They can also learn how to adapt lessons so that being active becomes part of the learning. Stand students in two short lines to compete in a question game. Have them participate in a classroom-wide scavenger hunt to gather information or solve a problem. Have them stand up to write answers on chart paper posted around the room. Just a few seconds of time away from a desk and chair can wake up their brains and boost student engagement.
Classrooms can also be designed to include some standing study areas. Students can be invited to move around over the course of the day so they are on their feet more.
And PE and health education teachers (sometimes different educators, sometimes the same) can collaborate to reinforce the power and rewards of physical activity in their classes, thereby providing leadership for the entire school.
While the steps are clear-cut, making this a policy-in-action can be a bit more difficult. Most schools already feel burdened, carrying many other responsibilities for children’s wellbeing. Administrators are often distracted by all the fires they are putting out. Teachers of academic subjects may not be persuaded there is value in a two-minute marching exercise if the class time they’re given already feels too brief.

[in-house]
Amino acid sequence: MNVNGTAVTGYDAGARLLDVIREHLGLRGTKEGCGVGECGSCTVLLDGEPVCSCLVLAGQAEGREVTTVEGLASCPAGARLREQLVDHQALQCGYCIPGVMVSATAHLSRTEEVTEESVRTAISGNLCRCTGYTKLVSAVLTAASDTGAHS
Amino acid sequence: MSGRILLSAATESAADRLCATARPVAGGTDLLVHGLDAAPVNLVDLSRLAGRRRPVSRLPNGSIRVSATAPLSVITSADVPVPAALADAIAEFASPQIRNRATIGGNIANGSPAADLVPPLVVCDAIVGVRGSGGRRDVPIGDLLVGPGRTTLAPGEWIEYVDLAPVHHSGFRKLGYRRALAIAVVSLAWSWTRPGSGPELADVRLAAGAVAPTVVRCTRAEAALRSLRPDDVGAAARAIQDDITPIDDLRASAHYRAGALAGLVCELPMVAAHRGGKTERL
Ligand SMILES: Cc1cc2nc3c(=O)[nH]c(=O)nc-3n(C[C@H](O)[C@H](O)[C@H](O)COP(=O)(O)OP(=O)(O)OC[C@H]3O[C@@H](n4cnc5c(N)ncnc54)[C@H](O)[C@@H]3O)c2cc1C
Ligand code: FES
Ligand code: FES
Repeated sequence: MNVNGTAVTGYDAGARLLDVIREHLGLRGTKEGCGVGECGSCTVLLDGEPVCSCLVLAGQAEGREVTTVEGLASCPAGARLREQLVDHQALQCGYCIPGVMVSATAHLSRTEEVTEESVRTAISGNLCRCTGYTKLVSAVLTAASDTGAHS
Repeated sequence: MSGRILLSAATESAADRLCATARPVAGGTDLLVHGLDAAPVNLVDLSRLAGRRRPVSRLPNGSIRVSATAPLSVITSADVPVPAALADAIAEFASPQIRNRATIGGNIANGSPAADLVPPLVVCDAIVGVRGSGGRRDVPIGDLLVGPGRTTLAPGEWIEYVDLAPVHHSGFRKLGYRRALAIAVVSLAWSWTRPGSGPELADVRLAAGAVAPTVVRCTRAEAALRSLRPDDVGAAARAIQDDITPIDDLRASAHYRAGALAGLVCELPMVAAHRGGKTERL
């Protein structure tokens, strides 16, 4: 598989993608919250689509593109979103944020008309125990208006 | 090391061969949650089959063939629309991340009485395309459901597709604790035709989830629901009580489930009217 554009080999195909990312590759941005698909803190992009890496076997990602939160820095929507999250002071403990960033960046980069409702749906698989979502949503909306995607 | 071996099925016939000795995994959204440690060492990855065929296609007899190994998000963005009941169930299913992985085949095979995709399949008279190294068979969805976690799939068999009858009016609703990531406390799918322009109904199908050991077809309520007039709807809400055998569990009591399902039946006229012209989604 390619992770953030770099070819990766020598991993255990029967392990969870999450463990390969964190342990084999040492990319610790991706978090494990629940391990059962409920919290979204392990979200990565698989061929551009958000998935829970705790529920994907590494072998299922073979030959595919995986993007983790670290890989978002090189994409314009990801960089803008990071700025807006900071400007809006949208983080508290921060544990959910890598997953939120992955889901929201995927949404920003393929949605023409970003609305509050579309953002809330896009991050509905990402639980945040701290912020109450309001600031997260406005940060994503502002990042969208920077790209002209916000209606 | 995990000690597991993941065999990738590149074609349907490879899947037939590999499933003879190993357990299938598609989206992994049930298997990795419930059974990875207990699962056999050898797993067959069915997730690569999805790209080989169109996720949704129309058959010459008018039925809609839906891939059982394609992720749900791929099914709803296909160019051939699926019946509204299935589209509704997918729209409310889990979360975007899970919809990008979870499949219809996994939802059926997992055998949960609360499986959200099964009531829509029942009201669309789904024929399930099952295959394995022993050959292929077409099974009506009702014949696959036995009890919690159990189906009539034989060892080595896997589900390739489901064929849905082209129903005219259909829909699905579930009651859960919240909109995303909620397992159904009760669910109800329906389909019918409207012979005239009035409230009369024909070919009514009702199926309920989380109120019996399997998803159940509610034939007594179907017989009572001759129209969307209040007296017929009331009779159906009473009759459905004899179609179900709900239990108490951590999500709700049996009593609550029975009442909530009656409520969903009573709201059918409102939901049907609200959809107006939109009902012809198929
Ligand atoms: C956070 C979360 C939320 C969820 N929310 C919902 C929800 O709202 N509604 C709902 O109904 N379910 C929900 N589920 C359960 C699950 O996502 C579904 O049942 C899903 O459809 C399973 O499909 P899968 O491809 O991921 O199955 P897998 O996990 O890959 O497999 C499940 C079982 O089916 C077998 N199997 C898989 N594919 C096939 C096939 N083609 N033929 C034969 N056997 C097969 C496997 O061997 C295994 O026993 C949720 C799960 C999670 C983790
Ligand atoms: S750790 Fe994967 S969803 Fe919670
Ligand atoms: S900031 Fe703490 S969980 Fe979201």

How can we thoughtfully and deliberately bring more daily physical activity into our school environments?
I believe the ASCD/CDC’s new emphasis on the Whole School, Whole Community, Whole Child (WSCC) gives us a useful model. It offers a powerful argument for “greater alignment, integration, and collaboration between education and health to improve each child’s cognitive, physical, social, and emotional development.” Getting our students more active is an essential part of this alignment and integration. When we collaborate within schools and beyond, in our communities, we can achieve great transformations.
Many schools already have School Health Advisory Councils in place. Usually, these include students, teachers, parents, administrators, other staff and representatives of community programs.
The councils typically come together to assess the school’s health status and identify issues that affect the wellbeing of students and staff. They might examine the physical environment, school climate, student health profiles and problems with bullying, then recommend policies or activities to improve school health. Such councils are natural advocates for building more daily activity into student schedules.